Ooh this post is not going to make me popular. In fact it might be the most controversial post I ever do. Harry Potter has a certain sacred status in some bookish circles and there are those who won’t have a bad word said against it- and for obvious reasons. It’s certainly a cultural phenomenon and marked the beginning of many reader’s journeys. I’m included in that group- I owe a lot to Harry Potter and I vividly remember reading the first three back when I was seven. I often cite it as the *great origins* of becoming a bookworm, because although I know there were books that came before, none played quite as big a role as the Boy Who Lived.

my harry potters

My beloved Harry Potter books

And yet, I always knew that I would end up doing a post like this one day. Because my journey with Harry Potter has not always been, shall we say, clear flying. In fact, after religiously rereading Harry Potter as often as I could in my early teens, I’ve picked up only book 1 of the series a grand total of one time in the last seven years… Until last month, when I decided to reread the whole thing (to my family’s bafflement and consequent chorus of “again?!”).

Some might say that it was predictable that I had a great deal of fun re-entering the *absolutely magical world* of Hogwarts School of Witchcraft and Wizardry. It gave me all the *warm, fuzzy feelings* I had the first time I read it. I felt like that seven year old again, rediscovering my love for the world building, the magic and the characters. Plus there was the added bonus of thinking about how well some of the “tropes” are applied here, being able to note how *phenomenal* the Easter Eggs are throughout and doing loose psychoanalytic readings (thanks to Dr Peterson!). It was an absolute pleasure to experience that childlike wonder as an adult.  

But I couldn’t reliably predict that would be my reaction. You see, part of me was expecting the same ennui I had four years ago to Philosopher’s Stone. And I had cause for even greater concern. I’ve said it before on hereHarry Potter was not just the first “big” book I read, it was also the first I critiqued. Specifically The Order of the Phoenix. I was ten when that came out and starting to be a bit more critical as a reader… and it was then that I started to find flaws. To this day, book 5 remains the one I like the least- heads up for when I review it, that’s where diehard Potterheads might want to look away! I did like it more this time round- nonetheless I will always have reservations about it.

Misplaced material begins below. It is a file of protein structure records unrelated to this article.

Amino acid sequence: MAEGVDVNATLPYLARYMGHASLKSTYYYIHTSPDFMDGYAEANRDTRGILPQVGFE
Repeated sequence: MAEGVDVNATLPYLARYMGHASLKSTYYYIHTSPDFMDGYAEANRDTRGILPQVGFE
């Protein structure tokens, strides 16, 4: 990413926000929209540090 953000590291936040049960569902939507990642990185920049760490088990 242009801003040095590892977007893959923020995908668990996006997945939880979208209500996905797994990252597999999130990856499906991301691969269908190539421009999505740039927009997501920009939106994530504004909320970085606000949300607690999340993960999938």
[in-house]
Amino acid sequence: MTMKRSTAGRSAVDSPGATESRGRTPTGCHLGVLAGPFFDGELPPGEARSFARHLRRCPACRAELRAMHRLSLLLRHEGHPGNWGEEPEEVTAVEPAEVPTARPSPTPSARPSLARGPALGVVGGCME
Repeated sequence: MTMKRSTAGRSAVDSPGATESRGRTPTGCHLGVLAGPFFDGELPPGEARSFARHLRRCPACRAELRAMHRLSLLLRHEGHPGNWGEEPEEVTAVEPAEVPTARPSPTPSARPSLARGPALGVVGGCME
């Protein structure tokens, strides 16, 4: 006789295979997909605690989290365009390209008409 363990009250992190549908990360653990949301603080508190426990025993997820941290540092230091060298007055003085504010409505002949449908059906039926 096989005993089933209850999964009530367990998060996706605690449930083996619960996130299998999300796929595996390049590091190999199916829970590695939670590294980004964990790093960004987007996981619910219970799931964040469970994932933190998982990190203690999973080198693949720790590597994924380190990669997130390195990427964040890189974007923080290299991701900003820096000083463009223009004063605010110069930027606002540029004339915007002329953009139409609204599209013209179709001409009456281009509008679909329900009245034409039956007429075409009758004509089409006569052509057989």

A lot of people say that my generation grew up with the books and perhaps I just experienced a severe bout of growing pains. Either way, I have to admit that alas I did not fall head over heels for books 6 and 7 when I initially read them. For book 6, I largely had questions over the nature of Voldemort’s evil and was dissatisfied with the born that way element. And, sorry there’s no way to sugar coat this, I was disappointed with the finale. My response to the Narnia­-esque resurrection was pretty much “are you kidding me?” and I my too-cool-for-this teen sensibilities found the “love conquers all” aspect a bit lame (yeesh, I’m gonna get an army of angry comments for this- may I suggest if you do take that message to heart not getting too vitriolic about it?). I can only say that, while often viewed as more grim than the previous entries (debateable), my proclivity for darker books meant that I was dissatisfied that all Voldy did was break a few bridges and wands (and a few murders, let’s not forget those 😉 ). While the parallels with the KKK and Nazi Germany were initially shudder-inducing, the unwillingness to take this to its natural conclusion when they gained power left a lot to be desired in my eyes (what can I say, I guess I was a bloodthirsty 14 year old). If something is going to be dark, let it be dark.